Narrative Space

This theoretical-ethical point around which Persona is structured is already dramatized in the pre-credit sequence, where a boy with his hands stretched out trying to touch the (projected) image of a woman (his mother?). The image, as it becomes larger and larger is both too close to be clearly recognized and too far to be concretely grasped - it is at once immediately tactile and irredeemably unreal: the boy's longing for his mother, human contact and physical commu

nication remains unfulfilled, for how could he ever bridge the gap between the two planes of reality that separate the body from the image. (To underline this point, and make the didactic-metaphysical implications quite obvious, Bergman lets the boy turn round and repeat the gestures into the camera, obliging the spectator to be both directly related to his predicament and experience it indirectly: we will always remain "unreal" to him, and that means that he - as indeed all the characters in the film - exists only in terms of the role we are prepared to give him, in the act of activating our empathy, our touch, our intellect). In this pre-credit scene of violence and graphic detail, or bodies asleep and bodies in the morgue, of slaughtered sheep and human hands having nails driven through their palms, Bergman clarifies his own position (as if to bid farewell to his early films which, in order to make these points about reality and appearance, had to invent historical fairy tales, (e.g., The Face).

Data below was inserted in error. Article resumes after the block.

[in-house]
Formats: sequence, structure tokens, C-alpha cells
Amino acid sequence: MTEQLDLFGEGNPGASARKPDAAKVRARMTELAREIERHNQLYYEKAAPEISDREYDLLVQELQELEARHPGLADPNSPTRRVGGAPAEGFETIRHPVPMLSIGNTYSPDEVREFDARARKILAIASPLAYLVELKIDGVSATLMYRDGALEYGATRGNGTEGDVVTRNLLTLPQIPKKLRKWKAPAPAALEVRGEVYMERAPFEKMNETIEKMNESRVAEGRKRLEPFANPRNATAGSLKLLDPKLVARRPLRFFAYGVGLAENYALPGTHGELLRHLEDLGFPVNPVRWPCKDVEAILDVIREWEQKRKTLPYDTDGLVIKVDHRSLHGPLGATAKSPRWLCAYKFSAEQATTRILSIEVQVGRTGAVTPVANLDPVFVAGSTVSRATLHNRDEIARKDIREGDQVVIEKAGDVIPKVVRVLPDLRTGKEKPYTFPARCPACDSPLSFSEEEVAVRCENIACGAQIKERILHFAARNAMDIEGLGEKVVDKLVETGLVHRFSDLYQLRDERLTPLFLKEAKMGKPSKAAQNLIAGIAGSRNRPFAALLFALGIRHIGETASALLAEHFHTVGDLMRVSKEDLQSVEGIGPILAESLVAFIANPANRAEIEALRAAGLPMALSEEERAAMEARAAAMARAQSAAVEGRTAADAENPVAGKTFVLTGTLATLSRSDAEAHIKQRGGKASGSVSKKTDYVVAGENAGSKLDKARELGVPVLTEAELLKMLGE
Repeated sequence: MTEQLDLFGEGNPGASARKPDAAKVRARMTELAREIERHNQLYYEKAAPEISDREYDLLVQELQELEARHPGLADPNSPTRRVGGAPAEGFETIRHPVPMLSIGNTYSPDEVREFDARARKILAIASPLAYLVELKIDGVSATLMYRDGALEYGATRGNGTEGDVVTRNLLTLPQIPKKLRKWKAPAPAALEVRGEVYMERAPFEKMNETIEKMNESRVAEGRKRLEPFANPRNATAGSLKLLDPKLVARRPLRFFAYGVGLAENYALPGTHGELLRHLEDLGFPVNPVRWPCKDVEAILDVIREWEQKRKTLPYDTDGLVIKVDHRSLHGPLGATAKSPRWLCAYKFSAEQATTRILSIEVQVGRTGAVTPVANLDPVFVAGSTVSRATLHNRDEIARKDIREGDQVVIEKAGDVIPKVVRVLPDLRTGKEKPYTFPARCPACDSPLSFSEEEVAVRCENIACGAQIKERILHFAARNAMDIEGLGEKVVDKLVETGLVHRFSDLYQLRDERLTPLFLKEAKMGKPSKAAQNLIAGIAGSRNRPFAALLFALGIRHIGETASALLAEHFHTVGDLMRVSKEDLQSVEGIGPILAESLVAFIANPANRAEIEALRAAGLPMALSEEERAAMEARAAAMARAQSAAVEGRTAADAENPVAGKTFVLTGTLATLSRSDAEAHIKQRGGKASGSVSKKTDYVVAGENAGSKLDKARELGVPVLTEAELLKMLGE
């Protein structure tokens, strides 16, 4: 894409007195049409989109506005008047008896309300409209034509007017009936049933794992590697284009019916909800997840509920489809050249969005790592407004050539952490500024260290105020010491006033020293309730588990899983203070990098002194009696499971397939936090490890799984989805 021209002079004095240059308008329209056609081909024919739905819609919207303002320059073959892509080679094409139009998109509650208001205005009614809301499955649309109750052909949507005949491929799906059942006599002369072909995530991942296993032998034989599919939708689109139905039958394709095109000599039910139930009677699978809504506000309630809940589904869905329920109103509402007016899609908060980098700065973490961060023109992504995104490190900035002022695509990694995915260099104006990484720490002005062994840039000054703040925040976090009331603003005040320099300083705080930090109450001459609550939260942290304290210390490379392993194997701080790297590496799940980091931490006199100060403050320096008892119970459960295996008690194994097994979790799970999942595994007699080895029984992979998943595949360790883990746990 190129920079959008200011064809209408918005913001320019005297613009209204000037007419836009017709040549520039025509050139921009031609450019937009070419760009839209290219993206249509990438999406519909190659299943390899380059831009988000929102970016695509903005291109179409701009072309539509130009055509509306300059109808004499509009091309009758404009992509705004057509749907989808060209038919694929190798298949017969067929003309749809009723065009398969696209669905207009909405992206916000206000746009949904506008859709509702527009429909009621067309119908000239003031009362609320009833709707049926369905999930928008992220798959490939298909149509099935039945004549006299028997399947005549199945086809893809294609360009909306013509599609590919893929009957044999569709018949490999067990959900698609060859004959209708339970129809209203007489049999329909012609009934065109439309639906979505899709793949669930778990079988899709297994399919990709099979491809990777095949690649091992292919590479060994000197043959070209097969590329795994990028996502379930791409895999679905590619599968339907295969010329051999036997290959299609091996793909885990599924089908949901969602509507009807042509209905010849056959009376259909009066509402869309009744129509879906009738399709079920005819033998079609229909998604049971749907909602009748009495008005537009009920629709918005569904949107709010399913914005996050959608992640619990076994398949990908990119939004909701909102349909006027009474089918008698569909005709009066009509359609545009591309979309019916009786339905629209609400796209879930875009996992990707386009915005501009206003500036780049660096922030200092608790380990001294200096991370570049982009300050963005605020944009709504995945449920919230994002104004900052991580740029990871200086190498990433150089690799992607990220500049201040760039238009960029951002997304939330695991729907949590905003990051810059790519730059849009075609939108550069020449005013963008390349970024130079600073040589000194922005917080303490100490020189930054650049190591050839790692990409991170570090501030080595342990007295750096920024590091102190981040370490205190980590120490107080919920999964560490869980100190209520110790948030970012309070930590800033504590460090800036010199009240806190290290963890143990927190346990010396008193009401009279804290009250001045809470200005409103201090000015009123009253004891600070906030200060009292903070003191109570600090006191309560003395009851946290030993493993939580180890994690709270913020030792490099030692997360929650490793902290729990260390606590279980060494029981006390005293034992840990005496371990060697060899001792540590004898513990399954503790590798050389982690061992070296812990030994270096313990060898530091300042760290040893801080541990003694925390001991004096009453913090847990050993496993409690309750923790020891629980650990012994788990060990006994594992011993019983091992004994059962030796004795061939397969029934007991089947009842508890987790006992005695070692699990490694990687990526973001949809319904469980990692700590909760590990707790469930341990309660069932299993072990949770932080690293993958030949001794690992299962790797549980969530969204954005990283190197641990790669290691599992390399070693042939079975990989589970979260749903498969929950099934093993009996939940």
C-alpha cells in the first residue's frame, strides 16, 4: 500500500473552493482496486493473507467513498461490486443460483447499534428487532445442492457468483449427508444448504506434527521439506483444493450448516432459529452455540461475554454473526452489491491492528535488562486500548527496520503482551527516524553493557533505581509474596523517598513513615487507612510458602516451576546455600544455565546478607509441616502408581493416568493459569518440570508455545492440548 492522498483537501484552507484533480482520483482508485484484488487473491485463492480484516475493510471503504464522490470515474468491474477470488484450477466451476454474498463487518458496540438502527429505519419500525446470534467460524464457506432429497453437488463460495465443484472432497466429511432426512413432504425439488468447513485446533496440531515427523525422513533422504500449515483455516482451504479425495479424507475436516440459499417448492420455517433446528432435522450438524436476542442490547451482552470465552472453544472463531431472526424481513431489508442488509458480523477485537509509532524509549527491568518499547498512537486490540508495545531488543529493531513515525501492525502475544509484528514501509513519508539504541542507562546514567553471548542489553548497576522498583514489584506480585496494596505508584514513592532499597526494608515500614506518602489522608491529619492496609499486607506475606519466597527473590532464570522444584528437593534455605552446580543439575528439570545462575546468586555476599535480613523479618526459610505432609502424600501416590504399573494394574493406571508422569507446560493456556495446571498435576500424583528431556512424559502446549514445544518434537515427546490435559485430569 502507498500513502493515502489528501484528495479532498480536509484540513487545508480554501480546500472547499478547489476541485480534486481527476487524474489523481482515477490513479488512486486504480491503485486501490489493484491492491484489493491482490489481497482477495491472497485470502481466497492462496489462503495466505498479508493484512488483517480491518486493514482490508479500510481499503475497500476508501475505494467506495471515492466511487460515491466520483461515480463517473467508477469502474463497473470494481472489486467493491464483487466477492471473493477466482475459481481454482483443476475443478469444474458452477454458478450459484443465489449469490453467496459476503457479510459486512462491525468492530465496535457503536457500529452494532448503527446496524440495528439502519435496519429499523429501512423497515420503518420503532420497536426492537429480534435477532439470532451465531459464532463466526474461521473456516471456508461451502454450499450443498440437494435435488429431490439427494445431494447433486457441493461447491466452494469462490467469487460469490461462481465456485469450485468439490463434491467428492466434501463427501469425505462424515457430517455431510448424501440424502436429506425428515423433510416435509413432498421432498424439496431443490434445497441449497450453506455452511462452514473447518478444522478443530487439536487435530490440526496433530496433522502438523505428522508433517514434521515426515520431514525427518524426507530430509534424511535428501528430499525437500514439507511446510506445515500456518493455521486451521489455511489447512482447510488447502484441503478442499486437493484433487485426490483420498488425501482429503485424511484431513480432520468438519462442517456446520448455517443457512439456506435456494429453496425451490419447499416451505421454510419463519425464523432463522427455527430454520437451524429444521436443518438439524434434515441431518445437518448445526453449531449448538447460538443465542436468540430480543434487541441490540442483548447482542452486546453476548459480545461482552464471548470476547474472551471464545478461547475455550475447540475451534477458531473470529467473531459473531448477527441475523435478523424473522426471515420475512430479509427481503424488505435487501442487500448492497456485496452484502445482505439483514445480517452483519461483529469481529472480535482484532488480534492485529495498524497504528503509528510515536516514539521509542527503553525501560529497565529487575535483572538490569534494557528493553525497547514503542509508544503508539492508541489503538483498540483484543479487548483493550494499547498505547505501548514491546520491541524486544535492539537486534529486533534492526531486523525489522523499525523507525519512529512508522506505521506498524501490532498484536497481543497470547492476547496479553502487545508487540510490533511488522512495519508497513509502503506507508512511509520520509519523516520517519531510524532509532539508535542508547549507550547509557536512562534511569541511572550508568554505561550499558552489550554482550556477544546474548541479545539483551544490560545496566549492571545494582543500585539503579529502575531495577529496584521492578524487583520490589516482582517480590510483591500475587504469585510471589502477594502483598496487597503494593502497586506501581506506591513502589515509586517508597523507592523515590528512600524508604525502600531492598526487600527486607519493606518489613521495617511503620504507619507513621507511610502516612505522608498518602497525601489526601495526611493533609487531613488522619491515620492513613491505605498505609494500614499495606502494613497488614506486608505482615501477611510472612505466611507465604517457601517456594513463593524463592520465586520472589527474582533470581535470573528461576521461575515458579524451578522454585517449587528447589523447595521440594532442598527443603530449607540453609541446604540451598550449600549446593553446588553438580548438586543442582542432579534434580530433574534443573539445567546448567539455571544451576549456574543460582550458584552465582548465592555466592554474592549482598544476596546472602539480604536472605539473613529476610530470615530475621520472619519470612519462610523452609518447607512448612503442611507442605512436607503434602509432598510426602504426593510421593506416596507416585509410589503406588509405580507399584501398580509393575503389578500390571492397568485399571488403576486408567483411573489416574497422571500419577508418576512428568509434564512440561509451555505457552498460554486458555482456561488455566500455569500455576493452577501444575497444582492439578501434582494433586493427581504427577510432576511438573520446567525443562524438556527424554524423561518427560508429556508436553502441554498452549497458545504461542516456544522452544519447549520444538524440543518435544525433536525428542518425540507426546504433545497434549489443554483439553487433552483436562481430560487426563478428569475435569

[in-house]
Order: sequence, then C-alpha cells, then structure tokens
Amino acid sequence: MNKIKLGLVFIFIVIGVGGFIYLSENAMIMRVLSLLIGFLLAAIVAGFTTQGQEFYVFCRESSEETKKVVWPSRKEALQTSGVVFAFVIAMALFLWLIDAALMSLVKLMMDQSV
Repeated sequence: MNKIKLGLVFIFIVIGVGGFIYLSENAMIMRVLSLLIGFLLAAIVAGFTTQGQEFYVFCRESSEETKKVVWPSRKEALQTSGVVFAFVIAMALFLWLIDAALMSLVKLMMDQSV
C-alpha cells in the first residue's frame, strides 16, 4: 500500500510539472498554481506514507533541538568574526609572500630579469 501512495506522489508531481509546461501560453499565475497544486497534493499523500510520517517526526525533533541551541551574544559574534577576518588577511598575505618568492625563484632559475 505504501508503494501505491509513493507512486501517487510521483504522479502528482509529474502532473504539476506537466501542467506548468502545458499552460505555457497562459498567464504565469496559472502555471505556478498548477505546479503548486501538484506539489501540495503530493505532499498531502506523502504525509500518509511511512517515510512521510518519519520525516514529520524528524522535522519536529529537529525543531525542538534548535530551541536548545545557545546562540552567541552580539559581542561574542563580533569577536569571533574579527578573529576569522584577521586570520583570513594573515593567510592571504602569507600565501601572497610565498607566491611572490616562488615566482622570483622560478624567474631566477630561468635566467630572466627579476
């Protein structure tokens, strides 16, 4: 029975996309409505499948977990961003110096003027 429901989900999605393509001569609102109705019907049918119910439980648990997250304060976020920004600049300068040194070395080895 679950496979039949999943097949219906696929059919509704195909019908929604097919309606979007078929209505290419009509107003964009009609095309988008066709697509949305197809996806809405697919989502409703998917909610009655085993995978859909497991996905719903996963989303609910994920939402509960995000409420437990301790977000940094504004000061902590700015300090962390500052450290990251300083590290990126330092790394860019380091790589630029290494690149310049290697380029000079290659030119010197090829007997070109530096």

Bergman's concern for, and awareness of, the medium is also apparent in his very differentiated and subtle organization of space, that is to say, visual space. This may seem paradoxical, insofar as a certain kind of representational space does not exist at all in Persona. There is an almost complete absence of perspective and depth. The women are close to the camera, the background is often indistinct or blurred, and their faces are seen as if from behind glass with flat visual planes with clear outlines, yet without a feeling of roundness and wholeness, thus giving an overwhelming sense of at once claustrophobia and transparency, of constriction experienced in a state of almost hallucinatory clarity. This deliberate one-dimensionality of the image, clearly and essentially belongs to the women's predicament, is achieved by Bergman's refusal to let the illusion of ordinary space develop, substituting instead a properly cinematic space without in any way destroying that sense of psychological realism, so necessary to any involvement in the interpersonal drama unfolding.